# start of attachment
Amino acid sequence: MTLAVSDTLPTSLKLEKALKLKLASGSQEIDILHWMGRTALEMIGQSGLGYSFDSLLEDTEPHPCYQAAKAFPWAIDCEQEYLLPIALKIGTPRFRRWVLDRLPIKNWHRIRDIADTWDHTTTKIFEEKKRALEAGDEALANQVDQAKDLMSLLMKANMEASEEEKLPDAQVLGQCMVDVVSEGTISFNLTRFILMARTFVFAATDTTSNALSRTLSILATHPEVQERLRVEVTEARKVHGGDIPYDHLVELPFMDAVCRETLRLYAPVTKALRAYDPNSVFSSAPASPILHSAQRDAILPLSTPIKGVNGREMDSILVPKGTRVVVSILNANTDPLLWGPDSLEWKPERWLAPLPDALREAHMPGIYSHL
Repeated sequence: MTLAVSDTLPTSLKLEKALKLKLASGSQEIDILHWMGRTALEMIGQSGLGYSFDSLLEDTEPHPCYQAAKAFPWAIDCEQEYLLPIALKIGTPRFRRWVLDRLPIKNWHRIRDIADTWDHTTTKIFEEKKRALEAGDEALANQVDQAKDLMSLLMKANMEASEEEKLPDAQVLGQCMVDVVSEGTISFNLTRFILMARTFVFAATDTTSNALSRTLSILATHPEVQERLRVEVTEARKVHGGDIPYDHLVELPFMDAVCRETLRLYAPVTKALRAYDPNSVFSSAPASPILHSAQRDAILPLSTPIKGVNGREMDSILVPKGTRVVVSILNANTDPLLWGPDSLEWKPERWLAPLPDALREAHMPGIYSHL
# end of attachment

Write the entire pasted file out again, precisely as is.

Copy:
Amino acid sequence: MTLAVSDTLPTSLKLEKALKLKLASGSQEIDILHWMGRTALEMIGQSGLGYSFDSLLEDTEPHPCYQAAKAFPWAIDCEQEYLLPIALKIGTPRFRRWVLDRLPIKNWHRIRDIADTWDHTTTKIFEEKKRALEAGDEALANQVDQAKDLMSLLMKANMEASEEEKLPDAQVLGQCMVDVVSEGTISFNLTRFILMARTFVFAATDTTSNALSRTLSILATHPEVQERLRVEVTEARKVHGGDIPYDHLVELPFMDAVCRETLRLYAPVTKALRAYDPNSVFSSAPASPILHSAQRDAILPLSTPIKGVNGREMDSILVPKGTRVVVSILNANTDPLLWGPDSLEWKPERWLAPLPDALREAHMPGIYSHL
Repeated sequence: MTLAVSDTLPTSLKLEKALKLKLASGSQEIDILHWMGRTALEMIGQSGLGYSFDSLLEDTEPHPCYQAAKAFPWAIDCEQEYLLPIALKIGTPRFRRWVLDRLPIKNWHRIRDIADTWDHTTTKIFEEKKRALEAGDEALANQVDQAKDLMSLLMKANMEASEEEKLPDAQVLGQCMVDVVSEGTISFNLTRFILMARTFVFAATDTTSNALSRTLSILATHPEVQERLRVEVTEARKVHGGDIPYDHLVELPFMDAVCRETLRLYAPVTKALRAYDPNSVFSSAPASPILHSAQRDAILPLSTPIKGVNGREMDSILVPKGTRVVVSILNANTDPLLWGPDSLEWKPERWLAPLPDALREAHMPGIYSHL